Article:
In this page, links are to copies of the parameter files; you should edit the inputs to each program using e.g. epar apall so the parameters match the ones here. The example files are all from a DBS run in January 2005, observing A0620-00. Techniques for observing faint objects can be slightly different, especially the extraction step.
Red shows things you type in the Iraf xgterm window on the command line, green shows things you type in another c-shell, and purple shows things you type in the Iraf graphics window.
A couple of general hints:
noao.twodspec.apextractThis means you have to enter the noao package first (by typing noao), then twodspec, then apextract. You don't need to exit out of packages when you have finished; you can just keep adding them. (The command prompt tells you which package you're in at the moment).
cat > files.lis s340r.fits s341r.fits s342r.fits(terminate cat using ctrl-D); then these three files can be specified as @files.lis. You don't need to include the .fits extension when specifying file names. If you use two lists in a command for input and output, e.g.
some_command input=@list1 output=@list2Iraf puts the output from the first file in list1 into the first file in list2, the second file in list1 into the second file in list2, and so on. This makes it very important that your lists are the same length (Iraf will complain if they're not), and that they're in the same order: Iraf, unfortunately, will not complain about that, so it's up to you.
There are two very good manuals which cover this reduction: "A User's Guide to CCD Reductions with IRAF" and "A User's Guide to Reducing Slit Spectra with IRAF", both available at http://iraf.noao.edu/docs/spectra.html
mkirafThis creates a file called login.cl in the current directory, so it's a good idea to keep it in e.g. your home directory, or a subdirectory called Iraf/, and always start Iraf from that directory. Otherwise you'll need a copy in each directory where you start Iraf. Here's a copy of my current file, for reference: login.cl.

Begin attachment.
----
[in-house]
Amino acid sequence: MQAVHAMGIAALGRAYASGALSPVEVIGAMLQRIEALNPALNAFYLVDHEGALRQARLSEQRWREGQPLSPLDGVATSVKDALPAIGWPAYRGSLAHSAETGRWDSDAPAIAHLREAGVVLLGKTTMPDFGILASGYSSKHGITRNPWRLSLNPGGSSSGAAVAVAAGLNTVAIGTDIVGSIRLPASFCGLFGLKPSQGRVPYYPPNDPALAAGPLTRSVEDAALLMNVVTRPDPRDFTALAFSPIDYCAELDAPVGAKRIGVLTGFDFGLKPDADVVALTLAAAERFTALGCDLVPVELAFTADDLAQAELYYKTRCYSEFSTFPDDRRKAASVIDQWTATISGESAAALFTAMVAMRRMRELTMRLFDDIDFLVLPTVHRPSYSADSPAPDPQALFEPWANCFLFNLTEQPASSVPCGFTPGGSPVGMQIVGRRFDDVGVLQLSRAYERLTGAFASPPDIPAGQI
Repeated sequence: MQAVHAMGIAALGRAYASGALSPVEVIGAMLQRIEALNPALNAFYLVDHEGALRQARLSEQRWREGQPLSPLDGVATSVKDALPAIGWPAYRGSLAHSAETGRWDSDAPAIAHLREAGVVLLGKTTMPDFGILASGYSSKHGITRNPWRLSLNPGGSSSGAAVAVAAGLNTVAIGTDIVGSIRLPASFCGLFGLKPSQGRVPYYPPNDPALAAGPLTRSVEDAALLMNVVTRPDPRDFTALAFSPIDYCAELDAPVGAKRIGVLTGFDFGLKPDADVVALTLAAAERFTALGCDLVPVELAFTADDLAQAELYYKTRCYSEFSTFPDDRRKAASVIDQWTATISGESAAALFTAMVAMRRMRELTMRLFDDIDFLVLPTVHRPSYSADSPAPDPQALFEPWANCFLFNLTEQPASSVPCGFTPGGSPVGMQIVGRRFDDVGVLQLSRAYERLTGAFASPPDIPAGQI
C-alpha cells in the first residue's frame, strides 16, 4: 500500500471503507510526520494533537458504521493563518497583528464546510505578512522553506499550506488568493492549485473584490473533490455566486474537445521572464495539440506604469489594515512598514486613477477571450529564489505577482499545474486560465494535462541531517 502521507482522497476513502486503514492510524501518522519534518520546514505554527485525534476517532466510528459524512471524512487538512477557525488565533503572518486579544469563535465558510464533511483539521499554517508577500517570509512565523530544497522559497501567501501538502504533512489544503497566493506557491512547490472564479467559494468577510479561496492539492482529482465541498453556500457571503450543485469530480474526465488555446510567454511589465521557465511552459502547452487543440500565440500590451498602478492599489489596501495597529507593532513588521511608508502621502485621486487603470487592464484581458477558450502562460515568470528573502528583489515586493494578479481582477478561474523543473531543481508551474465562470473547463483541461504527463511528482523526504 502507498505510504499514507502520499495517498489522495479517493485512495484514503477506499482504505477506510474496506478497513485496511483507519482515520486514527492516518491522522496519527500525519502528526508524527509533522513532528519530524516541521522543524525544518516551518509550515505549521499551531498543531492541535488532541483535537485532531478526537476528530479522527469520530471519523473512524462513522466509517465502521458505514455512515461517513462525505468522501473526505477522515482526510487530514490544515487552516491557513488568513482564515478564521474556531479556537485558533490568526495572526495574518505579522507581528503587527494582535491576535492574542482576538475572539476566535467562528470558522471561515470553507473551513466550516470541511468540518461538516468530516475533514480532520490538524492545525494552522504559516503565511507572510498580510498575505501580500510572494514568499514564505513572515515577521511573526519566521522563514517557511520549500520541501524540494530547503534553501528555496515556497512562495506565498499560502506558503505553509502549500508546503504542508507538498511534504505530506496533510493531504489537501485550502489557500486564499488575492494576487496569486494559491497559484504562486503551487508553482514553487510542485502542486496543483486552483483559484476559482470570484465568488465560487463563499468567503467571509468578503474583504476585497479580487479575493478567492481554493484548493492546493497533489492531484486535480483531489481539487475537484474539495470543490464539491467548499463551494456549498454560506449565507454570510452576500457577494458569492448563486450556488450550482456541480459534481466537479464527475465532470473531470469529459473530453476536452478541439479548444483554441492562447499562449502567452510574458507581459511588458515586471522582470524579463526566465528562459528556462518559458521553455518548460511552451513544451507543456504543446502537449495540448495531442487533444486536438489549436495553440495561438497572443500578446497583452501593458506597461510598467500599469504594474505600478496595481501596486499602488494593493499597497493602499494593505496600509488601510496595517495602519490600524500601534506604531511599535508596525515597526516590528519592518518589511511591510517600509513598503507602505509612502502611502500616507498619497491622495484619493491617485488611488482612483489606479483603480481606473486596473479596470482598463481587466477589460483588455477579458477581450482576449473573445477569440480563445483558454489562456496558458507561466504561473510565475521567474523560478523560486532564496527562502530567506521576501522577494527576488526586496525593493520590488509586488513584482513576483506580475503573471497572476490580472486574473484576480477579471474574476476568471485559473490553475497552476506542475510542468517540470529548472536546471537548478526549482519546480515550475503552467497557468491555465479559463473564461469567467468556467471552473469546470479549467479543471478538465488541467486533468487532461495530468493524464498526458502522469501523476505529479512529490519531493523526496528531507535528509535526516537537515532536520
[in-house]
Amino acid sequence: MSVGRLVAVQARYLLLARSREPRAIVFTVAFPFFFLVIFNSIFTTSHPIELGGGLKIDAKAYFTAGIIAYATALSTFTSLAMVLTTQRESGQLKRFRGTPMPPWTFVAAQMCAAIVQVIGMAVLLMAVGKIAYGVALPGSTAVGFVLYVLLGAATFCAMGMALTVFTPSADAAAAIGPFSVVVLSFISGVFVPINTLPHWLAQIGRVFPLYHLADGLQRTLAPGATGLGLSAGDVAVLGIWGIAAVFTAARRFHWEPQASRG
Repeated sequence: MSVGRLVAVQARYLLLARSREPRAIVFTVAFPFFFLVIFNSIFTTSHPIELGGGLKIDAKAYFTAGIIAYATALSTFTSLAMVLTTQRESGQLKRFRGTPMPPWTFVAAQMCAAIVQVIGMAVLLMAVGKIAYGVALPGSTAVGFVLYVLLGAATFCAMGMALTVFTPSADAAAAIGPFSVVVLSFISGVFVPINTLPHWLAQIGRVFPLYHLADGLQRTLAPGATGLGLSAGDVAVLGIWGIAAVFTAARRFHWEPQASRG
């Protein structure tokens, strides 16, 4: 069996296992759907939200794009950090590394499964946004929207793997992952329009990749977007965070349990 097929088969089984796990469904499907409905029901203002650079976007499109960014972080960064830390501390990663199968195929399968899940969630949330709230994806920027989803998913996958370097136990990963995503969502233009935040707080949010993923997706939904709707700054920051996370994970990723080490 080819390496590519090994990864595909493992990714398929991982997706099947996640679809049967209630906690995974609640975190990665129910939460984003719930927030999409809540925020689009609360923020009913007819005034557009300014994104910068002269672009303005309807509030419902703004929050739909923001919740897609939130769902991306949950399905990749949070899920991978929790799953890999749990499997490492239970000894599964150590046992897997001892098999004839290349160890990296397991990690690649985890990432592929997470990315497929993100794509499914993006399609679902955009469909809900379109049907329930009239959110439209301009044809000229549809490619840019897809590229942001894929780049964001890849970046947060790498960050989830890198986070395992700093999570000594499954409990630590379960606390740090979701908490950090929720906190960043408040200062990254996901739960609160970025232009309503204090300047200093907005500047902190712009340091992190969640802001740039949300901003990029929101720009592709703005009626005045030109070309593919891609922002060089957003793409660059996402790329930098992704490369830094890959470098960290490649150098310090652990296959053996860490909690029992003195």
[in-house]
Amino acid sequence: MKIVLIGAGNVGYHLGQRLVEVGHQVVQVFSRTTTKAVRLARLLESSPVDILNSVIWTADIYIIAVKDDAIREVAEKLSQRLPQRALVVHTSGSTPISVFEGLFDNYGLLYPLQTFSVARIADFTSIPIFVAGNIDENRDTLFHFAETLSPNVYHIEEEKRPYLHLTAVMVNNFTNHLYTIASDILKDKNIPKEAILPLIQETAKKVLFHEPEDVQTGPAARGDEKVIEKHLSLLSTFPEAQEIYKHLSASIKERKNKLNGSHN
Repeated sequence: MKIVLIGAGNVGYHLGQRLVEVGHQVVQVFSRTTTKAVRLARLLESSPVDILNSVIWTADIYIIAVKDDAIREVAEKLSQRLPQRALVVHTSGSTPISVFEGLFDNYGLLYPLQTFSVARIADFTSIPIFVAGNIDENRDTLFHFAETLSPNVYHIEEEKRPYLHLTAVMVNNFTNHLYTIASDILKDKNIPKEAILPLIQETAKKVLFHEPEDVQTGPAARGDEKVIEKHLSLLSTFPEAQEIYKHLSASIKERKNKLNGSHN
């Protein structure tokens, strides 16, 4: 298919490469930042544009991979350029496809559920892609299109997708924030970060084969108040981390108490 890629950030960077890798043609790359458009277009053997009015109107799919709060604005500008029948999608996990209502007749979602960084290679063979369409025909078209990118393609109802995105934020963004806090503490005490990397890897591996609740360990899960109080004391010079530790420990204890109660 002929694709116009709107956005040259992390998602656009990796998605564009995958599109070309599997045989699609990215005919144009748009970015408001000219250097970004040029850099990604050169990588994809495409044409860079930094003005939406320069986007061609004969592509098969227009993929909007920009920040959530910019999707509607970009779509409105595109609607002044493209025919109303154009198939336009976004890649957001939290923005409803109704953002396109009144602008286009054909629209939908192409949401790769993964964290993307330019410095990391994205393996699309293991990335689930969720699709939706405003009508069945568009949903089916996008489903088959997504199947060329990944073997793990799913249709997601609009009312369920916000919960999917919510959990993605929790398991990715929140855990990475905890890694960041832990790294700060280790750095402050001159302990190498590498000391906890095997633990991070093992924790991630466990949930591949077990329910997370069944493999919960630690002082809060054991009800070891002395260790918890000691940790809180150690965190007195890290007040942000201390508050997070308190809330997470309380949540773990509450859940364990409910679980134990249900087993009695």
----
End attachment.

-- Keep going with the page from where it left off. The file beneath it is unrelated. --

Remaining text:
A couple of things you should change in this file:
set imtype = "fits"
/usr/physics/ds9/ds9 &Be aware that, depending on what stdimage is set to in your login.cl file, it will not by default show you an entire image. For example, I have stdimage=imt800, so it will only show the central 800×800 pixels. To force display of the whole image, use
display image 1 fill+which will squash all the pixels into the size of the display.
xgterm &to bring up a new window called xgterm. This has a graphics window associated with it, which is necessary for many of the following reduction steps. Then in this new window, type cl to start Iraf.
ls ccd*fits > fitsfiles.lisPut the new names in another file called e.g. files.lis: if you're familiar with the sed command you might do
< fitsfiles.lis sed 's/ccd040/s4/' | sed 's/B//' > files.listhen in your xgterm window, do
rfits @fitsfiles.lis "" @files.lisYou'll do all the rest of your work on these files, so you can delete or archive your ccd*fits files now if you like. On the other hand, disk space is cheap, plus this allows you to delete everything else and start again if you should need to!
Use c and l switch between lines and columns; if you want to average over several lines or columns, use e.g. :a 5 to average over 5 pixels; this will take effect next time you move to a different line or column. Zooming in on the left edge (indicate the lower left and upper right corners of the rectangle you want to zoom in on using the e key) shows that useful data starts at pixel 26. Use r to redraw the whole plot and e again on the right hand edge, to see that useful data ends at pixel 1772. We will also keep columns 1777:1798 for the overscan region. Plot a column and decide if you want to keep the whole range in y; if the chip has already been windowed at the telescope, so is already only 200 pixels wide, you don't need to change anything. If there are more than 200 rows, it doesn't hurt, in which case your range will be 1:532; or you might choose to just keep e.g. pixels 200:400.
ccdlist s*.fits > headers.liswhich will give you a list looking like
s309r.fits[1798,200][ushort][zero]:bias s310r.fits[1798,200][ushort][zero]:bias s311r.fits[1798,200][ushort][dark]:dark s316r.fits[1798,200][ushort][object]:Internal flat s317r.fits[1798,200][ushort][object]:Internal flat s320r.fits[1798,200][ushort][object]:Ne Ar s321r.fits[1798,200][ushort][object]:Ne Ar s322r.fits[1798,200][ushort][object]:Ne Ar s323r.fits[1798,200][ushort][object]:Ne Ar s324r.fits[1798,200][ushort][object]:Cu Ar s325r.fits[1798,200][ushort][object]:Cu Ar s327r.fits[1798,200][ushort][object]:HD 16160 s328r.fits[1798,200][ushort][object]:HD 16160This shows the name of each file, size, data type, image type, an empty field which for imaging would show filter, and the object name. It's the image type (third bracket) you need to check and correct here; possible values are zero (bias frames), flat, comp (arc frames) and object. Extract all the arc files into another list